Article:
Andrew Duffy

December 6, 2021

-Toronto Sun


The federal government faces at least 90 individual labour grievances related to its mandatory vaccination policy, with civil servants demanding reinstatement, compensation for lost wages and damages.

The policy, which went into effect in October, requires all public servants and RCMP employees to prove they’re fully vaccinated against COVID-19 or go on unpaid leave.

Information about the grievances is contained in a recent federal court decision about the federal vaccination policy. In that ruling, the court rejected a request from more than 250 public servants and RCMP employees for an injunction to suspend the vaccine requirement.

The applicants applied for judicial review of the government’s vaccine mandate, and asked the federal court to suspend that policy until their case can be heard. They contend the policy should be struck down as a violation of their charter rights.

In their request for an injunction, the unvaccinated public servants said the policy transcends labour relations and is  part of a government initiative designed to encourage all Canadians to be inoculated. As such, they said, it’s about more than jobs and wages.

“This case is not about preserving employment as much as about preserving the applicants’ right to refuse medical treatment without the threat of financial reprisal, stigma and social isolation,” lawyers for the public servants argued.

Judge Simon Fothergill, however, rejected the injunction application, saying courts must not intervene in employment-related matters, except in exceptional cases.

He said it will be up to an independent labour tribunal, the Federal Public Sector Labour Relations and Employment Board, to decide whether the government’s vaccine mandate should stand. Disputed cases before the board can take years to reach a final decision.

The federal labour relations board has a broad mandate. Charged with administering the Federal Public Sector Labour Relations Act, it resolves disputes between civil servants and their employers through individual, group and policy grievances filed under collective agreements. It also resolves issues related to pay equity, workplace harassment and human rights.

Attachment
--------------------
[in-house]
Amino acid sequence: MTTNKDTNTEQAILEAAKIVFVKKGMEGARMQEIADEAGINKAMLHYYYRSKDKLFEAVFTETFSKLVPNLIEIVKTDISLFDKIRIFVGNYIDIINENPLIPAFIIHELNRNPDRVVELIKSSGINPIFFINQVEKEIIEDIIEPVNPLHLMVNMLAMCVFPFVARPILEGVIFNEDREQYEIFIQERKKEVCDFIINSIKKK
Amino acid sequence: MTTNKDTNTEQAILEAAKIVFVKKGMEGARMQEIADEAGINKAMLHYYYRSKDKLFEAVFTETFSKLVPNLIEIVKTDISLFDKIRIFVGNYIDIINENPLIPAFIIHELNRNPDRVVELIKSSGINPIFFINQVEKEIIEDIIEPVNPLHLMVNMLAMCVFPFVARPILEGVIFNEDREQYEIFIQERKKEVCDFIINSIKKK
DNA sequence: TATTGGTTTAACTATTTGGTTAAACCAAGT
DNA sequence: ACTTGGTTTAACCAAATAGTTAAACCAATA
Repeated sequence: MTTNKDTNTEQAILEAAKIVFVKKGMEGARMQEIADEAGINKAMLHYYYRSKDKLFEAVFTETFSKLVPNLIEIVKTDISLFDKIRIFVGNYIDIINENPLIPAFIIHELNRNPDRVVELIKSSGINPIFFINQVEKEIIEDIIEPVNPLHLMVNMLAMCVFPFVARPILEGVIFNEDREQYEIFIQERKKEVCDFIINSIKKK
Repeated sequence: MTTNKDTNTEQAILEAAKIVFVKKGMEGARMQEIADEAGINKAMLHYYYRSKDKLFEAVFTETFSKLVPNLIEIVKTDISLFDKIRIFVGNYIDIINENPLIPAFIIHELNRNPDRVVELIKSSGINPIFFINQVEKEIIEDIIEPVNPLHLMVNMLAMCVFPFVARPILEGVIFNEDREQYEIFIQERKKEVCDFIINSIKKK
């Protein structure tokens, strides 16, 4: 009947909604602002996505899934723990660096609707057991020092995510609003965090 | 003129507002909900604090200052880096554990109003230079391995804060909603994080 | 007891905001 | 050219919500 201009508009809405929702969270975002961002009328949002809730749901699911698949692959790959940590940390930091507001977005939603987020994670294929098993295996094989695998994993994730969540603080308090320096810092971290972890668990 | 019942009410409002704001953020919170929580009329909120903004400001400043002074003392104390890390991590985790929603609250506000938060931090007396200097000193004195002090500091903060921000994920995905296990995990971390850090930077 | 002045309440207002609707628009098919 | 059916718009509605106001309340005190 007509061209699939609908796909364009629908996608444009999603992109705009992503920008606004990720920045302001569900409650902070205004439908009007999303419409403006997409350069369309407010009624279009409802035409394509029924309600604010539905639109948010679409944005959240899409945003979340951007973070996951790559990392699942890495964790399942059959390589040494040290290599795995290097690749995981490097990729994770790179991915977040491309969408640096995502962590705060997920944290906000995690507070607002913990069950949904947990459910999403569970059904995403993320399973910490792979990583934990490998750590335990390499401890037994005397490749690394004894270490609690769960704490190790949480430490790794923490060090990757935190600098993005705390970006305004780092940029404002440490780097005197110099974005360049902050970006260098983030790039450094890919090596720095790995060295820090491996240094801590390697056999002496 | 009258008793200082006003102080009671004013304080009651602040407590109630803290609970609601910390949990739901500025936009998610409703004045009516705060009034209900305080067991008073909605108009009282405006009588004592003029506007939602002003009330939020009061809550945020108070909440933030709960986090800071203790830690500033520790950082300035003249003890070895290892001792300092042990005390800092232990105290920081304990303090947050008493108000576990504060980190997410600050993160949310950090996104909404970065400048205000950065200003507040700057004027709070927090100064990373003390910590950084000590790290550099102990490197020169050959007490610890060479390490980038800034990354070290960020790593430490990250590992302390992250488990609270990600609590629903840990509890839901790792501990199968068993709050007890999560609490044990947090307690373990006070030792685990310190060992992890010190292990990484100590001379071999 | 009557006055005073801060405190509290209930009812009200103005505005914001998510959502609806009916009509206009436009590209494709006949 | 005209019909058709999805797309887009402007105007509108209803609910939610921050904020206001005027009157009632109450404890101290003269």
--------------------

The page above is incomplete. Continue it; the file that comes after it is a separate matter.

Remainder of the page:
“The charter issues raised by the applicants engage broad policy concerns,” Fothergill said, “but these nevertheless form a component of a labour dispute. They therefore fall within the jurisdiction of a labour arbitrator.”

Fothergill said a labour arbitrator must decide if the vaccine policy infringes employees’ rights and if that can be justified based on public health concerns in a pandemic.

The judge said the applicants were unable to show they would suffer “irreparable harm” without an injunction. “Put simply,” he said, “a vaccine mandate does not cause irreparable harm because it does not force vaccination.” The harm suffered involves lost wages and jobs, he said, that can be repaired by a financial award if a tribunal ultimately decides the civil servants have been wronged.

The ruling is the latest in a series of court decisions that have rejected the use of injunctions to overturn vaccine mandates.

Last month, a federal court judge denied an injunction sought by an unvaccinated employee of a government supplier. People who work for government contractors must be fully vaccinated in order to visit federal workplaces.

In October, an Ontario judge ruled he did not have jurisdiction to grant an injunction sought by six unionized hospital workers against a mandatory vaccine policy at Toronto’s University Health Network. The judge said the issue should be settled by a labour tribunal.

The federal government’s vaccine policy applies to 268,000 federal public servants, including members of the RCMP. It applies whether employees are working from home or on-site.

More than 96 per cent of federal public servants have been fully vaccinated against COVID-19, according to government figures.

The Public Service Alliance of Canada, which represents 160,000 federal public servants affected by the policy, has said it supports the vaccine mandate as a means to protect the health and safety of its members.

PSAC, however, said it will continue to represent members punished because of their unvaccinated status. “We’ll continue to work to ensure the implementation of the policy protects the health and safety and human rights of our members while ensuring their rights to privacy are respected,” the union said in a statement.

With few legal precedents on vaccine mandates in workplaces, courts, labour tribunals and human rights commissions are expected to wrestle with the issue for years.